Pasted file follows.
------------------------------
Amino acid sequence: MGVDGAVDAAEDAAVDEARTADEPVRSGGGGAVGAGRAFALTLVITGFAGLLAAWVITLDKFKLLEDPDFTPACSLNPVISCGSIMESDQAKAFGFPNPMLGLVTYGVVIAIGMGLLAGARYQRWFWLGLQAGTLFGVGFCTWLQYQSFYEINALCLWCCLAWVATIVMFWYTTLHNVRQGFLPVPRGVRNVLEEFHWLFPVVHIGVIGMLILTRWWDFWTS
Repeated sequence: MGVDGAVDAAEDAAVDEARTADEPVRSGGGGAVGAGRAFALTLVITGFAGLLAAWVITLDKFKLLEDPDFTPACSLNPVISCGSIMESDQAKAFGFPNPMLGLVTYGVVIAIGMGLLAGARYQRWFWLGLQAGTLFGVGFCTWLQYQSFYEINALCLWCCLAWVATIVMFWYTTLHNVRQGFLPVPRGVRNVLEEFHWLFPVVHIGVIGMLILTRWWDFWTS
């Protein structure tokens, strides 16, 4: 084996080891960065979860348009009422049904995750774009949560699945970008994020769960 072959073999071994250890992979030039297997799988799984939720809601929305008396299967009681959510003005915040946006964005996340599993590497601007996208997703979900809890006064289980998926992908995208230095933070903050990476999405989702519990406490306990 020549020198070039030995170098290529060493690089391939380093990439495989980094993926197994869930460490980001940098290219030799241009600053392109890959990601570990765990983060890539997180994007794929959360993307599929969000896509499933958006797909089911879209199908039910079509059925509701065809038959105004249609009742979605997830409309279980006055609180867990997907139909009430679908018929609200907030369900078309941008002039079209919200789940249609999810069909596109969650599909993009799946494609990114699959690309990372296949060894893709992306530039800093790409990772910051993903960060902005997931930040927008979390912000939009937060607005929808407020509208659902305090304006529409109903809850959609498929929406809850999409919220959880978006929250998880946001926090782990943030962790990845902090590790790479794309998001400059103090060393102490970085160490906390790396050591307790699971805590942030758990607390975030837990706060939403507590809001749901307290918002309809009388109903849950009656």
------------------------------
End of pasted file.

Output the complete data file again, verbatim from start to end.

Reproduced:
Amino acid sequence: MGVDGAVDAAEDAAVDEARTADEPVRSGGGGAVGAGRAFALTLVITGFAGLLAAWVITLDKFKLLEDPDFTPACSLNPVISCGSIMESDQAKAFGFPNPMLGLVTYGVVIAIGMGLLAGARYQRWFWLGLQAGTLFGVGFCTWLQYQSFYEINALCLWCCLAWVATIVMFWYTTLHNVRQGFLPVPRGVRNVLEEFHWLFPVVHIGVIGMLILTRWWDFWTS
Repeated sequence: MGVDGAVDAAEDAAVDEARTADEPVRSGGGGAVGAGRAFALTLVITGFAGLLAAWVITLDKFKLLEDPDFTPACSLNPVISCGSIMESDQAKAFGFPNPMLGLVTYGVVIAIGMGLLAGARYQRWFWLGLQAGTLFGVGFCTWLQYQSFYEINALCLWCCLAWVATIVMFWYTTLHNVRQGFLPVPRGVRNVLEEFHWLFPVVHIGVIGMLILTRWWDFWTS
């Protein structure tokens, strides 16, 4: 084996080891960065979860348009009422049904995750774009949560699945970008994020769960 072959073999071994250890992979030039297997799988799984939720809601929305008396299967009681959510003005915040946006964005996340599993590497601007996208997703979900809890006064289980998926992908995208230095933070903050990476999405989702519990406490306990 020549020198070039030995170098290529060493690089391939380093990439495989980094993926197994869930460490980001940098290219030799241009600053392109890959990601570990765990983060890539997180994007794929959360993307599929969000896509499933958006797909089911879209199908039910079509059925509701065809038959105004249609009742979605997830409309279980006055609180867990997907139909009430679908018929609200907030369900078309941008002039079209919200789940249609999810069909596109969650599909993009799946494609990114699959690309990372296949060894893709992306530039800093790409990772910051993903960060902005997931930040927008979390912000939009937060607005929808407020509208659902305090304006529409109903809850959609498929929406809850999409919220959880978006929250998880946001926090782990943030962790990845902090590790790479794309998001400059103090060393102490970085160490906390790396050591307790699971805590942030758990607390975030837990706060939403507590809001749901307290918002309809009388109903849950009656």